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Extremely Loud & Incredibly Close


Extremely long and incredibly cloying.

Rod Lott March 21st, 2012

How? Of all the films that could have filled that ninth Best Picture slot at this year's Academy Awards, how did Extremely Loud and Incredibly Close get there? Manipulation is one thing; manipulation soaked in implausibility is another entirely: Oscar bait of the worst, most despicable order.

extremelyloudandincrediblyclose

Kid Jeopardy! champ Thomas Horn carries the drama as best as he can, playing Oskar Schell, the 9-year-old only child of a jeweler (Tom Hanks) and his cubicle wife (Sandra Bullock). Oskar has Asperger syndrome, or close enough, so his father keeps him entertained and engaged with all sorts of elaborate games and activities, the most recent being finding evidence of New York City’s fabled sixth borough.

A year after Mr. Schell dies in 9/11, leaping from the second tower, Oskar finds a key amid his father’s belongings in a closet, and assumes it must unlock a mother lode of a mystery. The only clue is the word – name? — on its envelope: “Black.” Wearing the key around his neck, the boy packs a journal, camera, gas mask, Fig Newtons and tambourine (don’t ask), and sets out into the wild kingdom of the Big Apple to interview every person with the last name of Black.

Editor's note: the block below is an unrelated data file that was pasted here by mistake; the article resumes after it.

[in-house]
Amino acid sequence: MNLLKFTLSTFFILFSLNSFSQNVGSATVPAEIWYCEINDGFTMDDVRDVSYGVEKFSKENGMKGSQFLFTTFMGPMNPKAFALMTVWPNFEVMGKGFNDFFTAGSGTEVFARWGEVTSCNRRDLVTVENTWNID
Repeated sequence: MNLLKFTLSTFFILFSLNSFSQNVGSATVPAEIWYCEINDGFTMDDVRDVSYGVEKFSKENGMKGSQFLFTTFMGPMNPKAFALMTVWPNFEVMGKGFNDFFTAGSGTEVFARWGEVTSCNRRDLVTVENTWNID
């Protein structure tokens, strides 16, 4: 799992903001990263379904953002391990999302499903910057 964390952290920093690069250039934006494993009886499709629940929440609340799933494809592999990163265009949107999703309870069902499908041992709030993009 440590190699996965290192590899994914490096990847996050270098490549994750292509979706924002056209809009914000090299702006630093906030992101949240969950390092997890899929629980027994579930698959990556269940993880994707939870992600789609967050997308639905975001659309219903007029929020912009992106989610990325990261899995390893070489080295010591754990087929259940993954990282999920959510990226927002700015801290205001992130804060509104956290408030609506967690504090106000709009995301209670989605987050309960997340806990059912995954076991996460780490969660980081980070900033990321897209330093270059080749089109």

Yes, all 400-some-odd of them. Without a chaperone (for the most part). This child who’s so shaken by the outside world that he sometimes stands in the middle of busy streets.

The movie attempts to explain this away in the end, but it’s a total cheat, an insult to every viewer, as cloying as the very premise. Director Stephen Daldrey (The Reader, The Hours, Billy Elliot) usually exhibits better taste than this, not to mention restraint. But nearly every shot and scene are rendered with such preciousness — and utter dishonesty for a story emerging from an earth-shaking event — it feels as if cast and crew were writing their acceptance speeches in their heads.

Horn isn’t to blame; although he’s not terrific, having the protagonist be autistic actually helps mask his deficiencies as an actor. Speaking of, Hanks turns in what is arguably his worst work, but then again, I haven’t seen Larry Crowne. This is not a performance; it's a mulligan.

And this film is not recommended, even out of curiosity. —Rod Lott


 
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